Oats and Gluten-Intolerance: It’s Complicated

by Jeanne on December 5, 2011

Sigh.  You know when you really want a relationship to work and you spend so much time trying to get it to work?  And then you finally realize, “he’s just not that into you”?  That’s me and Oats.  I cannot tell you how much I wanted Oats to like me.  Truly.  It’s been years since I’ve been truly wooing Oats and to no avail.  It’s a bummer.  I hung out with Oats as a kid (In his guise of Instant Oats packets), I sometimes hung out with Oats as a non-gluten-free adult, and I’ve tried to hang out with gluten-free Oats as a diagnosed gluten-free adult.

And you know what?  Oats never worked out for me.  It’s been such a long and hard road for me and Oats.  Oats is his own man.  He likes who he likes.  And I jealously watch as he gets along with others of my type (gluten-free folks), and I get sad.  We talk, we argue, we make up, we try.  But no matter what, we don’t work together.  It’s not either of our faults.  Oats is just being himself.  I am just being myself.  And, as it turns out, we just don’t work together, Oats and I.

Oats hangs out with some of my other gluten-free friends.  They say he works really well in their recipes.  I tried so hard to get him to work for MY recipes.  But, it wasn’t meant to be.  We don’t work together.  I am anguished.  Oats still gets invited to gluten-free parties.  We meet at some of these.  We say an awkward, “hi,” and leave it at that.  Friends are confused.  “I thought you guys liked each other?” they say.  I say, “it’s awkward.”  I tell them, “he and I, well, we just can’t be together.  It’s complicated.”  My friends don’t understand.  So many of my gluten-free friends like Oats.  Why can’t I just like Oats?  Why am I being so difficult?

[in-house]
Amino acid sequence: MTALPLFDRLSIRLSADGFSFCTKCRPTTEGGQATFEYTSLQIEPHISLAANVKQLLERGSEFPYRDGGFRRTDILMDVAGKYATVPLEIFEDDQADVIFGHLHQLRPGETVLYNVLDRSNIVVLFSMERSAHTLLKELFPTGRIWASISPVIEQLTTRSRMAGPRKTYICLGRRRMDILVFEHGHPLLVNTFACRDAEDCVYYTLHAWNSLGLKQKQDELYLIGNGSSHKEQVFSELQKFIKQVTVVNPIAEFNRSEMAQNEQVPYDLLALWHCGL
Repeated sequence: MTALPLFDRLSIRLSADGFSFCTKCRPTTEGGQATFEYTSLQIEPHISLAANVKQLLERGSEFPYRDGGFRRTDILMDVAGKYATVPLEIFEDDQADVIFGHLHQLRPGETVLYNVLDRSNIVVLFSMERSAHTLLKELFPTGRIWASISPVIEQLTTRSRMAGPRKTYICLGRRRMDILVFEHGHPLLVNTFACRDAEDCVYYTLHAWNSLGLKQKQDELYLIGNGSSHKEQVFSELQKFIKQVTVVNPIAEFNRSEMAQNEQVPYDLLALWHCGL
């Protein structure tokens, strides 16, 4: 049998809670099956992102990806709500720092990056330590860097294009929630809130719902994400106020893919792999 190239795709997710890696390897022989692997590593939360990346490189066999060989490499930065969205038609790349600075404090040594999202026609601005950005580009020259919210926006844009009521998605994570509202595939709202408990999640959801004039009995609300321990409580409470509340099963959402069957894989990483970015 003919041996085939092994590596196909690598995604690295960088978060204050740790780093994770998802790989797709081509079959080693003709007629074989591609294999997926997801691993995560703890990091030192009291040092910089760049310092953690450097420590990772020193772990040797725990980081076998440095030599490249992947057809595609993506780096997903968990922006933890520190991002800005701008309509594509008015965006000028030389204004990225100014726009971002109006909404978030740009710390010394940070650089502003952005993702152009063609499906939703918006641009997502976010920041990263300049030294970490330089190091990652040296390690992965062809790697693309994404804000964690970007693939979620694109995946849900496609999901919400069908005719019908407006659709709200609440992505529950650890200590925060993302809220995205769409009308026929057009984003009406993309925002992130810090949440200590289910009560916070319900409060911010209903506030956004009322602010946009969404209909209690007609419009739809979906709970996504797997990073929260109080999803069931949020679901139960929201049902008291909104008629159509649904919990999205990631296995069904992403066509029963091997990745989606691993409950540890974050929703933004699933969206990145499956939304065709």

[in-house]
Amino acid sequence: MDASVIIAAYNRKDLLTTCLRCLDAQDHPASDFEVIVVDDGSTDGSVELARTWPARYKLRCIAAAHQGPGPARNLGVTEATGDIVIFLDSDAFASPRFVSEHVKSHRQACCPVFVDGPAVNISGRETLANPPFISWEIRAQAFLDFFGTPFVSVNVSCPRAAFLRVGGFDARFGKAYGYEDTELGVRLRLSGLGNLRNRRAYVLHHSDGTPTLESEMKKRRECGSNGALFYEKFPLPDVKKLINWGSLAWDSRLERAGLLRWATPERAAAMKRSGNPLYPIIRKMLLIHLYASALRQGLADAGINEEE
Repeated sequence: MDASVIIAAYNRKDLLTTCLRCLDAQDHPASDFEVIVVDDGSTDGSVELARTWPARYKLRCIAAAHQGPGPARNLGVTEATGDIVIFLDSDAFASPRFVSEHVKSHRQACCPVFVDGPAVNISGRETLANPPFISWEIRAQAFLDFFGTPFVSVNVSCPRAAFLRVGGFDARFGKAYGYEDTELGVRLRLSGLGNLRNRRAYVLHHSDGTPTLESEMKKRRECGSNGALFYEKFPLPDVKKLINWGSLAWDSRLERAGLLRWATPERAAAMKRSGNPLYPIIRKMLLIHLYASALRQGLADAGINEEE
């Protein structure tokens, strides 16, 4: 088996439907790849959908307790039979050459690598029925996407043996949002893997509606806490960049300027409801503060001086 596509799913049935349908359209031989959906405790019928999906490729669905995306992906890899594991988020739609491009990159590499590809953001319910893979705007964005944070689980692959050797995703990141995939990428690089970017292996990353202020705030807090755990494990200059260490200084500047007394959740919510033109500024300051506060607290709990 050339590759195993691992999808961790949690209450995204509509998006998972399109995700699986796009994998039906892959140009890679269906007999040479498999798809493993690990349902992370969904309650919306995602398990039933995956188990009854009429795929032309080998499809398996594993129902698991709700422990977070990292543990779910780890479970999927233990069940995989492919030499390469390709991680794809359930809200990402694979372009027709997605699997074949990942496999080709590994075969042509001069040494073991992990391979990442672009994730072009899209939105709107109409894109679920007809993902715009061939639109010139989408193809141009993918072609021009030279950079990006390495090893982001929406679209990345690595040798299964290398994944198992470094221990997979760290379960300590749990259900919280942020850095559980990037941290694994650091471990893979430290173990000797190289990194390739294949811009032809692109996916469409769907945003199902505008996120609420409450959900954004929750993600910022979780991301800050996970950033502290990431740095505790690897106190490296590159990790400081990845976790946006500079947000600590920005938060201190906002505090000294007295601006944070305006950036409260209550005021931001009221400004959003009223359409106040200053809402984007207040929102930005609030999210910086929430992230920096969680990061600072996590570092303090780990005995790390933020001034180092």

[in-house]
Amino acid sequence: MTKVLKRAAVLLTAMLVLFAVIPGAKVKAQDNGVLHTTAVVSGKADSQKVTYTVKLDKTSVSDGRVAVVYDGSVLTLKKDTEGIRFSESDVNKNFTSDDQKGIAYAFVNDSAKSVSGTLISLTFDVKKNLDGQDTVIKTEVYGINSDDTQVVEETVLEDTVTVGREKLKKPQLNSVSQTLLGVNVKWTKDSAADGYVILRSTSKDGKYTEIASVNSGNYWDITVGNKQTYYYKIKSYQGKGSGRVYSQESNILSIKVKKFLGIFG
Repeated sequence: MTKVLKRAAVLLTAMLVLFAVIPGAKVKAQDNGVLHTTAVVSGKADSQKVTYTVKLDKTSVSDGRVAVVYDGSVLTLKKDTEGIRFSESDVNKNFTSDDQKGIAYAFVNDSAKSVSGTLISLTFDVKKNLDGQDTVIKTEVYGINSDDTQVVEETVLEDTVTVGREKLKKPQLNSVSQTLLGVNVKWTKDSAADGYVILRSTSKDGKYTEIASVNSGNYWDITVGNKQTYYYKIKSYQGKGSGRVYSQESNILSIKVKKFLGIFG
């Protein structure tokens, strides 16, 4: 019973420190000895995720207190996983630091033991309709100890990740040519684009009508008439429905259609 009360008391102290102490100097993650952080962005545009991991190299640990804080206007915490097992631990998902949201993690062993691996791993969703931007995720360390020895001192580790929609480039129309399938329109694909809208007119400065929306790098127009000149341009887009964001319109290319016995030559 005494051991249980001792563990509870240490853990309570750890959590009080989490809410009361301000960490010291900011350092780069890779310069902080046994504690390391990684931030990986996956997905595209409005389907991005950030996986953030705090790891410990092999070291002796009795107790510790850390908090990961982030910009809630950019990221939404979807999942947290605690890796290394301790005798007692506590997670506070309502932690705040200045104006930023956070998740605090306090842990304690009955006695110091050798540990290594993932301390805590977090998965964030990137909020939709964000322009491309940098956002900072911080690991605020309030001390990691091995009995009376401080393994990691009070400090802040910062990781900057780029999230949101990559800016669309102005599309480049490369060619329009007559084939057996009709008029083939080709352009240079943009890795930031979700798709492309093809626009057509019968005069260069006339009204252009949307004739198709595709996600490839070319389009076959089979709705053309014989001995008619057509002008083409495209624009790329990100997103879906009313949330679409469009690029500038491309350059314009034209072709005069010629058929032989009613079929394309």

If you are gluten-intolerant, oats may be bad for you, too.  If you sometimes eat gluten-free oats and you feel bad, and you wonder, “hm, what did I eat that made me feel bad?” it could be oats.  It turns out that even though oats (the gluten-free ones) don’t have gluten, they do have proteins that might behave the same way as gluten on the body of sensitive individuals.  I spent so much time (years) trying to eat oats, but they always made me sick–and I never understood what was going on.  Then I read this article and ones like it, and it all made sense.  Read it for yourself and see if it might be you.

It turns out that folks who are sensitive like I am to the prolamine gliadin, which is found in wheat gluten, are also often senstitive to the prolamine in oats called avenin.  As it turns out, just as there is gluten-sensitive enteropathy (celiac disease), there is also avenin-sensitive enteropathy, which is a sensitivity to the gluten-like substance in oats.  Sigh.  What this means is that many of us gluten-intolerant folks are actually intolerant to oats themselves, not to them being cross-contaminated with wheat.  This is an area that hasn’t really been studied all that much.  But, the toxicity of oats for gluten intolerant individuals is recognized by certain countries, including Australia.

Now, I’m not a medical doctor.  And you shouldn’t listen to me without listening to your own body and speaking with your doctor.  But, it’s food for thought for those of us who are gluten-intolerant.



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